serene and fragrant
TEA entices with
promise of rapture in STORE
TEA entices with
promise of rapture in STORE
Teanamu Chaya Teahouse Tea Store
WHAT WE FANCY THIS SEASON
Giving a cup of tea is like giving a cup of now.
The simple, pure rituals of the tea ceremony help us practise mindfulness, gently soothe ourselves and give us all the benefits of a relaxing meditation. Yet we can do this while socialising with our friends and loved ones, in fact we encourage that.
We share kindness and harmony with our companions, and are reminded of the Japanese tea masters’ saying, ichi-go ichi-e (一期一会), each meeting should be treasured as a unique moment for it can never come again.
Take a break any time of day, brew a simple and excellent high quality loose-leaf teanamu tea, savour the delicate liquor sip by sip, let yourself meditate on the evolving taste and aroma as the tea leaves dance in tiny porcelain cups. Life is about moments like these, as the Japanese say, that ’cannot be recovered or repeated’.
If you want any advice at all, or if you would like us to arrange a complete Gong Fu style tea set for you, please contact us by email and we shall be absolutely delighted to oblige!
The tea ceremony is a pause button in our life.
The simple, pure rituals of the tea ceremony help us practise mindfulness, gently soothe ourselves and give us all the benefits of a relaxing meditation. Yet we can do this while socialising with our friends and loved ones, in fact we encourage that. Giving a cup of tea is like giving a cup of now.
The lovely delectable Camellia.
Tea leaves grow on the Camellia Sinensis bush. There are over 2000 varieties of this plant, or cultivars, producing over 300,000 different types of tea, each with a different preferred soil type and growing conditions, different leaf size and shape and different flavour profile.
Where a particular tea is grown affects the quality of its leaves. Soil type, climate, surrounding vegetation and elevation are all conditions that can produce different nuances in character.
Yet you can find the same tea bush flourishing on high Chinese hillsides, covered in mists, and in huge, flat, Japanese tea gardens. The only difference will be that in Japan the bush is allowed to grow taller, and the leaves harvested by machine.
After harvest, tea leaves go through sorting, cleaning, drying, rolling, roasting, blotting, sifting, rattling, bruising, tumbling, smoking, scenting, firing, finishing and packing – sometimes smoking, scenting and/or compressing too, and in Japan steaming is an important process. Commonly these stages involve incredibly precise, artisanal craftsmanship, working with small quantities of leaves and hand tools such as bamboo sieves, or simple machinery, following techniques passed down through generations.
In China the hand pickers are tremendously skilled, often having to pay attention to picking just certain parts of the plant, such as a bud with a single leaf, or larger leaves, or the tenderest shoots. Uniformity of leaf is critical throughout the processing stages.
Tea picked in early spring is often the most highly prized, the bush having had the whole winter to rest, regenerate and accumulate nutrients, but some oolongs, for example, are considered at their finest when plucked in the autumn.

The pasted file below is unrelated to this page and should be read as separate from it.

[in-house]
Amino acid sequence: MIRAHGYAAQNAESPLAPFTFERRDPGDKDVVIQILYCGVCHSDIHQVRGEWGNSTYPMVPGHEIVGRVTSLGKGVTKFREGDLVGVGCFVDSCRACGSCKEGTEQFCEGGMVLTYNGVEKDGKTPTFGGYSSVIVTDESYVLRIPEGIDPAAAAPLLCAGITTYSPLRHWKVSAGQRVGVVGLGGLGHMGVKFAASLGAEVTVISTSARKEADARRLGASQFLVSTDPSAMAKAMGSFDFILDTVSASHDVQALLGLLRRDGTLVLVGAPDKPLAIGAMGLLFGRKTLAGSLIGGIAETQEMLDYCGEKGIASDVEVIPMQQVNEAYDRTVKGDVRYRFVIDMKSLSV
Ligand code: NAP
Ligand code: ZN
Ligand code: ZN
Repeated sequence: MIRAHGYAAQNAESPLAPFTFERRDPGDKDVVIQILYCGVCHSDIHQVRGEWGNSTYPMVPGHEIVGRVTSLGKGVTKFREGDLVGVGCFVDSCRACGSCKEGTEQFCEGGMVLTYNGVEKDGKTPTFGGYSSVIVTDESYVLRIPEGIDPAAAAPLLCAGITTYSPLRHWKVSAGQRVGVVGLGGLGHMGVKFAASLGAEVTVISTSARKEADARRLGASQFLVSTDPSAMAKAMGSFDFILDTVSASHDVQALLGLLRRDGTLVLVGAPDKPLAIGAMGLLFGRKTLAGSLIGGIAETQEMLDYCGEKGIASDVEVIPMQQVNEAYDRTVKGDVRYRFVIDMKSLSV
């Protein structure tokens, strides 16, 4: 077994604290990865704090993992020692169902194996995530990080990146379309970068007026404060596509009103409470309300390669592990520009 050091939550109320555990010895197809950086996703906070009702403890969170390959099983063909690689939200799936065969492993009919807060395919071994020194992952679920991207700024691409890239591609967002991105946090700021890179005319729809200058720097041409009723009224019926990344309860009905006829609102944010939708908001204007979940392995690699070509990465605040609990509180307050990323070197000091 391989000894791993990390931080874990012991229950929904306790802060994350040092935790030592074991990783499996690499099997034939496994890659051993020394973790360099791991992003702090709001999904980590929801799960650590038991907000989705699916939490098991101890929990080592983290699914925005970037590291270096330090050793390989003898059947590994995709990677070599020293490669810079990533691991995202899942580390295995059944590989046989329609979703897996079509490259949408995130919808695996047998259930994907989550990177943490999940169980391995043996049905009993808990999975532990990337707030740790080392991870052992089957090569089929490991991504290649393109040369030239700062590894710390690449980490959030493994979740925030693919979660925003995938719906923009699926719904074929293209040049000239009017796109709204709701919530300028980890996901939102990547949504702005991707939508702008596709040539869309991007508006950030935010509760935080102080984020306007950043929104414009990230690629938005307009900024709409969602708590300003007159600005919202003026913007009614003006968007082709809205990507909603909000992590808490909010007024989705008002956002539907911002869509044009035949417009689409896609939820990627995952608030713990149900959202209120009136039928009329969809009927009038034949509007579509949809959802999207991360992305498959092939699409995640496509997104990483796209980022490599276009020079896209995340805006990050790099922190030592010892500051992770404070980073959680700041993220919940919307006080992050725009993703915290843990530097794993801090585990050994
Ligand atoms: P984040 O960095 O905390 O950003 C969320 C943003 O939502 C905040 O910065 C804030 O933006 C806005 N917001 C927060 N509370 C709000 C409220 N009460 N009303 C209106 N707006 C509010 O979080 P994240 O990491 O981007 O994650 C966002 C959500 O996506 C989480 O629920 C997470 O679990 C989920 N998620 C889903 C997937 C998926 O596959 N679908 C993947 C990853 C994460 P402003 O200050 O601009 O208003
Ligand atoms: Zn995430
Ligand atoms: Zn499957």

Tea is known to relax the drinker, as proven by brain scans. This is thought to be partly due to the aromas generated by the roasting process. Also, one of the substances responsible for the calming, relaxing effect of tea is theanine, which is also a cause of the umami flavour of green tea.
Oxygen. Wonderful stuff.
But it also oxidises things: think iron rusting or copper coins going that weird green colour and the cut side of apple turning brown. Fresh tea leaves, like apples and other plants, have an enzyme called polyphenol oxidase. It is capable of oxidizing polyphenols which are very important molecules for protection against infections to giving them their pigments.
Polyphenol oxydase and the polyphenols themselves are stored in the plant’s cells, but when the cells are damaged, say by slicing an apple or dropping and bruising it, the cells are ruptured and the enzyme comes into contact with air. With the help of oxygen in the air, the polyphenol oxidase initiates a series of chemical reactions, transforming the polyphenols and eventually producing melanins (brown pigments).
The general name for this process is “enzymatic browning,” and the fabulous thing (for tea at least) is that it doesn’t just change the appearance of produce: it also alters flavour, scent, and nutritional value.
Take part in the beautiful Chinese ‘gongfu cha’ tea ceremony while we shares with you our love of tea. You’ll discover how to appreciate the finer nuances of tea like a true connoisseur, yet in a light and relaxed setting.
You’ll be introduced to gorgeous teas with fascinating, evocative names like ‘snow buds’, ‘honey orchid phoenix’ and ‘dragon well’. The incredible range of flavours and aromas will amaze you.
~~ Whilst we patiently wait for the effective control of COVID-19 pandemic, our popular tea masterclasses are held online via our “Teas in the Clouds - Brew-along Masterclass”. ~~
OUR TEA MASTERCLASSES
LET’S GO PICK SOME TEAS